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2020 college football season is on the brink

Bryant-Denny Stadium during an Alabama football game.

The NCAA Board of Governors will be meeting Friday in an ad-hoc session to discuss the fate of NCAA-sponsored championships for fall Sports. Canceling the championships for fall sports is the only item on the agenda.

The NCAA really has no power over football bowls and the postseason of Division One Football Bowl Subdivision teams as the NCAA doesn’t own the bowls or the Division One Football Bowl Subdivision playoffs. The NCAA does, however, totally control the playoffs for the Division One Football Championship Subdivision, Division II football and Division III football. If the NCAA Board of Governors votes that it is unsafe to play any of their playoffs, it is likely to send a message that college football itself is unsafe to play this fall and puts pressure on Division One Football Bowl Subdivision teams to follow their lead.

Alabama, Auburn, Troy and UAB play in the Division One Football Bowl Subdivision.

The athletic directors at the Power Five conferences — the SEC, Big Ten, Pac 12, ACC, and Big Twelve — are asking the NCAA Board of Governors not to do this yet. They want more time to see if there is a way to play football and the other fall sports amid the surging coronavirus crisis. Shane Lyons, the athletic director at West Virginia, wrote a letter to the Board of Governors asking them not to cancel the playoffs this week.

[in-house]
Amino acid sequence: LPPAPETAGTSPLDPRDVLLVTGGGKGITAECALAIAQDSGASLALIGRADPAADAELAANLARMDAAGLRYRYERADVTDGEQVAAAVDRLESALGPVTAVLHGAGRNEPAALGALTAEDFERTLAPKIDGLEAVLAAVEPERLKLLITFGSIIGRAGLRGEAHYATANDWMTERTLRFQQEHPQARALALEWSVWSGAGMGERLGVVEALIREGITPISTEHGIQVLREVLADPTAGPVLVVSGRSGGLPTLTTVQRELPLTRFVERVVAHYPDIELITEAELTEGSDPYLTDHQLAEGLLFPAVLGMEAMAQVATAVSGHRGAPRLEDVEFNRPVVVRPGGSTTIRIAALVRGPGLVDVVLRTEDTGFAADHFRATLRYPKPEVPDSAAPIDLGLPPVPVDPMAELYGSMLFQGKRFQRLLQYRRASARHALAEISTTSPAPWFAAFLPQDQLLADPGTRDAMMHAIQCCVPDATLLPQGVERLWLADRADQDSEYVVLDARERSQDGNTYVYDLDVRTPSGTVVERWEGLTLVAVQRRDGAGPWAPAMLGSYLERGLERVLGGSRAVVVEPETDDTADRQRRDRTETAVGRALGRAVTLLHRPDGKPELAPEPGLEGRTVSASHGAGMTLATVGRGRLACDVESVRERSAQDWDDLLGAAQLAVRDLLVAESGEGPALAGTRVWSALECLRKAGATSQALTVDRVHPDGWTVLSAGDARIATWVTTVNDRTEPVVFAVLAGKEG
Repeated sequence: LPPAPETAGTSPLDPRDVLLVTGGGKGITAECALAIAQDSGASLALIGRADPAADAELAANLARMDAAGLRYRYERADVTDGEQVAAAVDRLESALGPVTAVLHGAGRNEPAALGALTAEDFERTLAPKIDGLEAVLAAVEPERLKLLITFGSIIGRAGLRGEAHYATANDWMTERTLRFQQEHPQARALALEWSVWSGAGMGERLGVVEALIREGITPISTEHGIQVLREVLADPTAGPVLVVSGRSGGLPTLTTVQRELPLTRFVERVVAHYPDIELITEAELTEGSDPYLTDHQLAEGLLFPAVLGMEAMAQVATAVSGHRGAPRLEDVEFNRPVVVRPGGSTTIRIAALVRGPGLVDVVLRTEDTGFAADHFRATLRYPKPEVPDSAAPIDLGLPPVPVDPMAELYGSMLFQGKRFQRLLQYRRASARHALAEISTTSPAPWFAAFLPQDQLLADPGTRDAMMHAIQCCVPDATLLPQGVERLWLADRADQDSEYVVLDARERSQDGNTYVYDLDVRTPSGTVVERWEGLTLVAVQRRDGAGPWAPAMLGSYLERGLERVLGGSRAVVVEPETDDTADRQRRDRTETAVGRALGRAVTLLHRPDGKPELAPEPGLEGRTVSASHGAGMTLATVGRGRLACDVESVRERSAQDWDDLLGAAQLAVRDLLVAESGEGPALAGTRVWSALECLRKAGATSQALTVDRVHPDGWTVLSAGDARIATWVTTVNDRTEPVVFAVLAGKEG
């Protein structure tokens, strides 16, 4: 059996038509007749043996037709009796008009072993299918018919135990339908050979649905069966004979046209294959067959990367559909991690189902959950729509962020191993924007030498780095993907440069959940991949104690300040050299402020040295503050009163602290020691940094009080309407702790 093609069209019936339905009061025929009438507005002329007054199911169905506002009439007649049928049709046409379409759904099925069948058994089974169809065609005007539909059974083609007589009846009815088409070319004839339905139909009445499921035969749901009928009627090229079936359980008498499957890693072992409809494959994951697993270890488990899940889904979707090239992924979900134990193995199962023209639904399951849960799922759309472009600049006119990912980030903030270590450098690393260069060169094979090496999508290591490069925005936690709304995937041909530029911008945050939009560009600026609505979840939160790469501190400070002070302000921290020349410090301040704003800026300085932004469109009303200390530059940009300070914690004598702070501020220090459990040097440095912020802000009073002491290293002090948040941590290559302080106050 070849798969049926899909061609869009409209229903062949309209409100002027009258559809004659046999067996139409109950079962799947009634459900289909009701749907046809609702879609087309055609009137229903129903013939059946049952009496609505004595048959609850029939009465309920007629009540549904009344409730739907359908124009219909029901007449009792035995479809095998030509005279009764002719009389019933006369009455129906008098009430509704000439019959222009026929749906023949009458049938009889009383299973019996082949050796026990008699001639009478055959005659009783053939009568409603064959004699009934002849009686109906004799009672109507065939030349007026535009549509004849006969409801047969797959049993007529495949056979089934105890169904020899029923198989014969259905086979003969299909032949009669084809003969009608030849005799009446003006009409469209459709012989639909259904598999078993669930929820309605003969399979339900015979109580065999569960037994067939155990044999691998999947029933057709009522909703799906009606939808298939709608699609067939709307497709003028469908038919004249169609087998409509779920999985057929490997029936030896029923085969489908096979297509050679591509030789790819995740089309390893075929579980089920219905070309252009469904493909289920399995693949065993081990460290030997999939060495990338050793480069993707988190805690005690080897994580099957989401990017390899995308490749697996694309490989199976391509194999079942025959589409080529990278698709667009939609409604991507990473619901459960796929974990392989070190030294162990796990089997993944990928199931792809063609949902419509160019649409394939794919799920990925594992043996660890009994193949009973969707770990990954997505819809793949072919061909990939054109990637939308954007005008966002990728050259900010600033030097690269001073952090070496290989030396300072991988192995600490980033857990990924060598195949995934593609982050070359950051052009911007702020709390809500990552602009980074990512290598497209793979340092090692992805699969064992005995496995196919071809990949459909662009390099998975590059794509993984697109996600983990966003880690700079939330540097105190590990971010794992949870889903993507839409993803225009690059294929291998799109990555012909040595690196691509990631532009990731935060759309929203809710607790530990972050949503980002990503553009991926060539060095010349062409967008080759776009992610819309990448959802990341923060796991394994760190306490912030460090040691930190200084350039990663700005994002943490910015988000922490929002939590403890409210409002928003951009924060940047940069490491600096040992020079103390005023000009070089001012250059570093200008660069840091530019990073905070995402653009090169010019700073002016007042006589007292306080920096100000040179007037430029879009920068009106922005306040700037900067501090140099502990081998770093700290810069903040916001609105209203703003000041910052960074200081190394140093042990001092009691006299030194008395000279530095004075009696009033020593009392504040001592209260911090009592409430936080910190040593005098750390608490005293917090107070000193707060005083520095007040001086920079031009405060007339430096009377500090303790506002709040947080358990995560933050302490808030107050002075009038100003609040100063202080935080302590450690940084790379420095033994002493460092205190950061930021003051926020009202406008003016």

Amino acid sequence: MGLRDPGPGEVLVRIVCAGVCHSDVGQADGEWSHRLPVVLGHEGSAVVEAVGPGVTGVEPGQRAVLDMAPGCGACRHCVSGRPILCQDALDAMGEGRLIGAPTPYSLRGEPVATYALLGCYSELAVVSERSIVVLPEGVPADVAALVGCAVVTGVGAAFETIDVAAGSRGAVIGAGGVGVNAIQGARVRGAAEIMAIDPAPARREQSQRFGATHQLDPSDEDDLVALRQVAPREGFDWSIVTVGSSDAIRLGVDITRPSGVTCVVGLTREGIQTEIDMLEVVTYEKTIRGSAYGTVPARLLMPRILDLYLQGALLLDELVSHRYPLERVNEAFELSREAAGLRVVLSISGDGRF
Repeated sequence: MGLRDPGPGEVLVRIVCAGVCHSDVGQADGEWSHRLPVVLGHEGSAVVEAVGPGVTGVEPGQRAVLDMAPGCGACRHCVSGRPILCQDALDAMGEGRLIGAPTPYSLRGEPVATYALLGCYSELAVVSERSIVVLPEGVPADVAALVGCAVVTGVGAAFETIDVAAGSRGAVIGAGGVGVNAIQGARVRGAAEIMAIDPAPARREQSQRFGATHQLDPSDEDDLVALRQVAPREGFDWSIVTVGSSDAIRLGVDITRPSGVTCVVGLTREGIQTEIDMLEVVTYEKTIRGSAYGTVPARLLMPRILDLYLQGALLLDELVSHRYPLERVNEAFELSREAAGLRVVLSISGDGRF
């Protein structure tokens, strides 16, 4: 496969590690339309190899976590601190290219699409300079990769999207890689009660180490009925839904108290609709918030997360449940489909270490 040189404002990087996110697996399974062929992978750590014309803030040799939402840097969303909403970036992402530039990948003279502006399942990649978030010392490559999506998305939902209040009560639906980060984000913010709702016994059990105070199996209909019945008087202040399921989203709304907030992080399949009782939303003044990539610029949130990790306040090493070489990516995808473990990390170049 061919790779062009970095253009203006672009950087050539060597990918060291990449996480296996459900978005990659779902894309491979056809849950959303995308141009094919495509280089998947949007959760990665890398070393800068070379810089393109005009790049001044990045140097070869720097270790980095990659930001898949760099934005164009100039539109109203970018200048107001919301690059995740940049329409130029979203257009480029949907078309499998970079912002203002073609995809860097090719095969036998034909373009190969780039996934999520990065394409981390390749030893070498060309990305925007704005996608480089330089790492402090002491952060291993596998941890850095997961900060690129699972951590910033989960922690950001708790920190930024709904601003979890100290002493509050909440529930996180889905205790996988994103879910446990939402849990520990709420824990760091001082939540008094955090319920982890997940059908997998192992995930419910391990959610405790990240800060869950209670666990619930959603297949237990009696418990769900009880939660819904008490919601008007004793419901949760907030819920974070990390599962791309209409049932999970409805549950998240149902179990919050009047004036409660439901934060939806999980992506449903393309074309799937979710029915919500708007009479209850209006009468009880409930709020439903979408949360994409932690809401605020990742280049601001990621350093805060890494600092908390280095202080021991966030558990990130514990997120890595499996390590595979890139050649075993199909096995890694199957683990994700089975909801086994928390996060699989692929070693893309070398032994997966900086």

“We acknowledge that the path forward will be challenging, and that the virus may ultimately dictate outcomes,” Lyons wrote in the letter. “We are simply requesting that the Board of Governors not make an immediate decision on the outcome of fall championships, so that conferences and schools may have ample latitude to continue to evaluate the viability of playing football this fall.”

The move would not end the seasons of the schools — that decision would still be left to the member institutions — but without a postseason, it would be difficult for schools to continue fielding fall teams.

This football season, like all fall sports, remains in crisis whether the NCAA acts on Friday or not. The Ivy League and the Southwest Athletics Conference, which includes Alabama State and Alabama A&M, have already made the decision to scrap all of their fall sports and play them in the spring instead.

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When asked if the season can be played this fall, NCAA President Mark Emmert told ESPN’s Heather Dinich, “Today, sadly, the data point in the wrong direction. If there is to be college sports in the fall, we need to get a much better handle on the pandemic.”

“I get asked every day if college sports will return this fall. The consensus opinion among our health advisers is significant change must occur for that to happen,” Emmert told the Senate Judiciary Committee on Wednesday.

College football is very important in Alabama.